Now, Not-Yet, and Presently Working: How the Kingdom of God Has Entered Our World

He presented another parable to them: “The kingdom of heaven may be compared to a man who sowed good seed in his field. But while people were sleeping, his enemy came, sowed weeds among the wheat, and left. When the plants sprouted and produced grain, then the weeds also appeared. The landowner’s slaves came to him and said, ‘Master, didn’t you sow good seed in your field? Then where did the weeds come from?’

“‘An enemy did this!’ he told them.

“‘So, do you want us to go and gather them up?’ the slaves asked him.

“‘No,’ he said. ‘When you gather up the weeds, you might also uproot the wheat with them. Let both grow together until the harvest. At harvest time I’ll tell the reapers: Gather the weeds first and tie them in bundles to burn them, but store the wheat in my barn.’”

He presented another parable to them: “The kingdom of heaven is like a mustard seed that a man took and sowed in his field. It’s the smallest of all the seeds, but when grown, it’s taller than the vegetables and becomes a tree, so that the birds of the sky come and nest in its branches.”

He told them another parable: “The kingdom of heaven is like yeast that a woman took and mixed into 50 pounds of flour until it spread through all of it.” (Matthew 13:24-33)

Having explained his purpose in parables, Jesus went on to give three more of them. The first, he would later interpret for his disciples. The second two, he left open to interpretation — but they are not overly hard to grasp.

Recall that Jesus’s parables were about the mysteries of the kingdom of God — the specific characteristics of the kingdom that were kept secret for generations, through all the long years of the prophets and kings, but finally revealed in the time of Christ.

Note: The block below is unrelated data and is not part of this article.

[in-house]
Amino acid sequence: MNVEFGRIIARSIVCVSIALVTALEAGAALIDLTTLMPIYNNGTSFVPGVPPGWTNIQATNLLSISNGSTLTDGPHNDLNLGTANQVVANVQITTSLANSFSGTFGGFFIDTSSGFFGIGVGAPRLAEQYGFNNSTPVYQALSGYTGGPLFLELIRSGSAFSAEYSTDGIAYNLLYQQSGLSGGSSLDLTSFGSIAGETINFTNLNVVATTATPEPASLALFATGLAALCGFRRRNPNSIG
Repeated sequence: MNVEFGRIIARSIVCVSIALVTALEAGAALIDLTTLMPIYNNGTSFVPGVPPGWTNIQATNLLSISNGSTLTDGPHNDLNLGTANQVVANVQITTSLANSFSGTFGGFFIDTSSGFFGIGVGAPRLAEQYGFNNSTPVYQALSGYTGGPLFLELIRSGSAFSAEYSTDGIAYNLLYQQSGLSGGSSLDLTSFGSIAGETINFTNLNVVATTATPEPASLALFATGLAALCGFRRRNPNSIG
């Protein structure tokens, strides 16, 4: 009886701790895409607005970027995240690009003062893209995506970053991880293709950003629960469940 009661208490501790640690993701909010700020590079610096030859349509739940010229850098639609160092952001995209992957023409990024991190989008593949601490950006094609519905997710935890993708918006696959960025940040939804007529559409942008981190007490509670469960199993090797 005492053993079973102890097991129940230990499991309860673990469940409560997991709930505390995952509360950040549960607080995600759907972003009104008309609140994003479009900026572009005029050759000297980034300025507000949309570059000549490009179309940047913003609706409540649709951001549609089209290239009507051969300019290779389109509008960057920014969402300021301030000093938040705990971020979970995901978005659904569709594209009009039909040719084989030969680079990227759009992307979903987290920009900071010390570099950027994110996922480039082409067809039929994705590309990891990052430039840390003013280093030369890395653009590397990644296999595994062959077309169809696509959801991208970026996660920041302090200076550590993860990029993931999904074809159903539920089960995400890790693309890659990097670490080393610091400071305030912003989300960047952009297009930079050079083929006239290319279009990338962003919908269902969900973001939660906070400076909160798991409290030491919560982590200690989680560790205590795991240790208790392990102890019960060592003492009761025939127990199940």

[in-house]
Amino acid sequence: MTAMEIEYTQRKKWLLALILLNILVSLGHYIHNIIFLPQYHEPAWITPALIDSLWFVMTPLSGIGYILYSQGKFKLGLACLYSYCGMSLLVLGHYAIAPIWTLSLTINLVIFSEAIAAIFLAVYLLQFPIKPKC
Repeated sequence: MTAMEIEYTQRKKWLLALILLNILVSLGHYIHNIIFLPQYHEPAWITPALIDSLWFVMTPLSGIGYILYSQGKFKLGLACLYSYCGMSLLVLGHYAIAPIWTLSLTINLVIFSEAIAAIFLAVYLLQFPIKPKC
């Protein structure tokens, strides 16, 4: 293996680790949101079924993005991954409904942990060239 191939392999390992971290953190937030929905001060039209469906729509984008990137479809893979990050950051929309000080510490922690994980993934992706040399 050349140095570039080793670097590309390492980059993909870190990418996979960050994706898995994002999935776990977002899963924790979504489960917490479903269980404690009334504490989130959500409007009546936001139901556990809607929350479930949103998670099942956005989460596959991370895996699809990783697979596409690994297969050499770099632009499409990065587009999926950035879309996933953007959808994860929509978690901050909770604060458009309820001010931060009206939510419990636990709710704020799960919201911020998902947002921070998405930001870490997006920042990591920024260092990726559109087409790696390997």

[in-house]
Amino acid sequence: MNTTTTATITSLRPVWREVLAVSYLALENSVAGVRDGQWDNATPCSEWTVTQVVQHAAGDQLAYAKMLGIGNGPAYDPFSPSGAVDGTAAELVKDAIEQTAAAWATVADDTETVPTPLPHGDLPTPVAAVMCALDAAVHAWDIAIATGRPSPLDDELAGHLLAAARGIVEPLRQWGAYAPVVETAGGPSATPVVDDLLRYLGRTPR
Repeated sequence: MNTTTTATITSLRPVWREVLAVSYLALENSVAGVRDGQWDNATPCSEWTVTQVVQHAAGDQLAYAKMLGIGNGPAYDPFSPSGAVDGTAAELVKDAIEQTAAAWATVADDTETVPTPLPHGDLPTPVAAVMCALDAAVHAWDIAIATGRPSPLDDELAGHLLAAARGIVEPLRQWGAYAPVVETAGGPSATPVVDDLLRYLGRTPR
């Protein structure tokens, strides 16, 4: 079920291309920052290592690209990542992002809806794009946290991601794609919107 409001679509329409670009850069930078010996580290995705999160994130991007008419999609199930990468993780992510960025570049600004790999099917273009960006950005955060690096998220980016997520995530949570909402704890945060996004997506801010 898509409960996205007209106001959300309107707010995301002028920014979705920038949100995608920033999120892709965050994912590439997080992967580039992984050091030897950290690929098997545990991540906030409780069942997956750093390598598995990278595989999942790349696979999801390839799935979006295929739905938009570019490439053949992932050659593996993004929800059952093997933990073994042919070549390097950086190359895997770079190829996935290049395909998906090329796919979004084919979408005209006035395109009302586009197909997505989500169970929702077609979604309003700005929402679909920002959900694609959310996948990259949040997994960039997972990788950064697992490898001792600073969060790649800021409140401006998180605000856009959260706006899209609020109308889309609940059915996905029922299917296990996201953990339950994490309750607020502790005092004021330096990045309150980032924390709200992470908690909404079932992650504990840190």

Recall, too, that these secrets weren’t quickly understood by those whose expectations for the kingdom were already set. Those who expected a political coup would see nothing of their hopes here. Those who knew the Messiah was to be a Maccabee-style freedom fighter, sticking it to the man and sending the Romans packing, had no room in their hearts for the kind of quiet subversion Jesus came preaching. If Jesus was the Messiah, he must have seemed cowardly and compromising to them.

Wheat and Weeds in the Field of the World

The parable of the wheat and the tares, as I grew up calling it (a “tare” is a type of weed), bears clearly similarity to the parable of the sower.

Once again, a man goes out to sow — this time, specifically sowing wheat in his field. But this second parable addresses a problem that the first one does not. While the parable of the sower acknowledged that not every seed planted would grow to a satisfactory harvest, the parable of the wheat and the tares points out that some seeds will grow that should not. Even though the field belongs to God and he has sown only good seed into it, with the morning light it becomes clear that other things are growing here too.

This parable, profound in its simplicity, addresses some of the most challenging questions in theology and indeed, in life. Why, if God is good, does evil happen? Why, if he made our world, is there so much suffering in it? Why, if humanity was fashioned in the image of God, does he so often look like the devil?

For Jesus, the answer is very simple: “an enemy has done it.” Just as he did with the hard soil in the parable of the sower, where “the evil one” is pictured as coming to snatch away every seed that is not understood, so he immediately makes us aware of spiritual warfare. An enemy exists in the world. He is active, he is real, and he has an agenda that is directly counter to God’s.

For years I read this parable as equating the wheat with believers and the tares with nonbelievers, which left me with a problem — the enemy doesn’t create people (or anything, for that matter) so how can he be responsible for planting evil people in the field of the world?

Here, I think the parable of the sower can be of some help. Jesus does in fact equate the final harvest of wheat and tares with people, but remember that the original seeds — the life-bearing things that would eventually grow and bear fruit — were not people, but words. The seed Jesus sows is the word of the kingdom. The seed of the enemy is his message: “he is a liar, and the father of it” (John 8:44, KJV).